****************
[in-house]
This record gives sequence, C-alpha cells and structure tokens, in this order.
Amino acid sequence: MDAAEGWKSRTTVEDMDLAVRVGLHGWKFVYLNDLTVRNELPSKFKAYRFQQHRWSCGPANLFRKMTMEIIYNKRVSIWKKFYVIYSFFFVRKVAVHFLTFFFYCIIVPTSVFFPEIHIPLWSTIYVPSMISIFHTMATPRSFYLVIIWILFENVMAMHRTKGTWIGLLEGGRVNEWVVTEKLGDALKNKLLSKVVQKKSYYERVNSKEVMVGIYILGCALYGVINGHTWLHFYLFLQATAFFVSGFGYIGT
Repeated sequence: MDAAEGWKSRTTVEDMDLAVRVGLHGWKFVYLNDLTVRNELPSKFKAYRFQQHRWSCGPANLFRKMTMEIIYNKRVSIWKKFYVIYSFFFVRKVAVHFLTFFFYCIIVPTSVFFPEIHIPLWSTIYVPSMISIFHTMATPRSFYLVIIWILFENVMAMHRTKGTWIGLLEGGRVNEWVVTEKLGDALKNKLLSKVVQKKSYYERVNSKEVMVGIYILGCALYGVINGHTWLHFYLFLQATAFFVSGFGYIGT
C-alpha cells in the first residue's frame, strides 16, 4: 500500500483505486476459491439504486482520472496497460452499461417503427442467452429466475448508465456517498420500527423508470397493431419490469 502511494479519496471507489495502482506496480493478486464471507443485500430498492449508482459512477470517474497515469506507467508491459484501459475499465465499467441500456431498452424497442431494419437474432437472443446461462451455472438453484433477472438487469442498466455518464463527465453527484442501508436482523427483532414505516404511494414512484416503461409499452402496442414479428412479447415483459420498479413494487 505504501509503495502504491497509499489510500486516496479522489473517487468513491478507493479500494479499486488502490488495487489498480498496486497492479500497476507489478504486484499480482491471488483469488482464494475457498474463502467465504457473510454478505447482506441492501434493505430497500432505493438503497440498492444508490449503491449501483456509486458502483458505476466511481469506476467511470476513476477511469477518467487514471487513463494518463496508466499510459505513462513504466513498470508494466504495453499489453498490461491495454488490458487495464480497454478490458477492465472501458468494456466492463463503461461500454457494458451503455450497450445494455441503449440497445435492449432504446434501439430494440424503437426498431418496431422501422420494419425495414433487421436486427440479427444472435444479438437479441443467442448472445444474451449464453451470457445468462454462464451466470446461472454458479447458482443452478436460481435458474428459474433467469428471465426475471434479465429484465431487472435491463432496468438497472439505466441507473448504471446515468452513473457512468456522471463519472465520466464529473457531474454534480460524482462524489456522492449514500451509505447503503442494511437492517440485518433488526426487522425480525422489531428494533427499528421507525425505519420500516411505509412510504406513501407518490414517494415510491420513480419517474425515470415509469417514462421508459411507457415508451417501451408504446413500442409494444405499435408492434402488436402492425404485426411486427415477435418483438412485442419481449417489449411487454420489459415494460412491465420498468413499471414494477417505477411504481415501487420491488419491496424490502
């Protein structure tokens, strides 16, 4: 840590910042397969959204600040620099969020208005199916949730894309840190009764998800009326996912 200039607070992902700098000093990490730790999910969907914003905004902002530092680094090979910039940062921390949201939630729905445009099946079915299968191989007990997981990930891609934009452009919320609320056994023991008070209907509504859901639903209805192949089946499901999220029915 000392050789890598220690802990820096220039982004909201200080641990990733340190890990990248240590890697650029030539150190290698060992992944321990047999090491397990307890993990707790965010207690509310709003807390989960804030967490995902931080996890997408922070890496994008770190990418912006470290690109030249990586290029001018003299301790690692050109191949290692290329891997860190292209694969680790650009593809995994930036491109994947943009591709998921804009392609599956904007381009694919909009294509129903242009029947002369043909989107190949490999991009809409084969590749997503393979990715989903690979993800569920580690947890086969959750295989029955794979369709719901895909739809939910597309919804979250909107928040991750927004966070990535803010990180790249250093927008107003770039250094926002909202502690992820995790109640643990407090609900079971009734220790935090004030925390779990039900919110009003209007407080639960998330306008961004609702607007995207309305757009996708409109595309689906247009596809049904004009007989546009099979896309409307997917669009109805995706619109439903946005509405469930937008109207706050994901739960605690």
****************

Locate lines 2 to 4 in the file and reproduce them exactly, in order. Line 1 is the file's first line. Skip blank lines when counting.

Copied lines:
This record gives sequence, C-alpha cells and structure tokens, in this order.
Amino acid sequence: MDAAEGWKSRTTVEDMDLAVRVGLHGWKFVYLNDLTVRNELPSKFKAYRFQQHRWSCGPANLFRKMTMEIIYNKRVSIWKKFYVIYSFFFVRKVAVHFLTFFFYCIIVPTSVFFPEIHIPLWSTIYVPSMISIFHTMATPRSFYLVIIWILFENVMAMHRTKGTWIGLLEGGRVNEWVVTEKLGDALKNKLLSKVVQKKSYYERVNSKEVMVGIYILGCALYGVINGHTWLHFYLFLQATAFFVSGFGYIGT
Repeated sequence: MDAAEGWKSRTTVEDMDLAVRVGLHGWKFVYLNDLTVRNELPSKFKAYRFQQHRWSCGPANLFRKMTMEIIYNKRVSIWKKFYVIYSFFFVRKVAVHFLTFFFYCIIVPTSVFFPEIHIPLWSTIYVPSMISIFHTMATPRSFYLVIIWILFENVMAMHRTKGTWIGLLEGGRVNEWVVTEKLGDALKNKLLSKVVQKKSYYERVNSKEVMVGIYILGCALYGVINGHTWLHFYLFLQATAFFVSGFGYIGT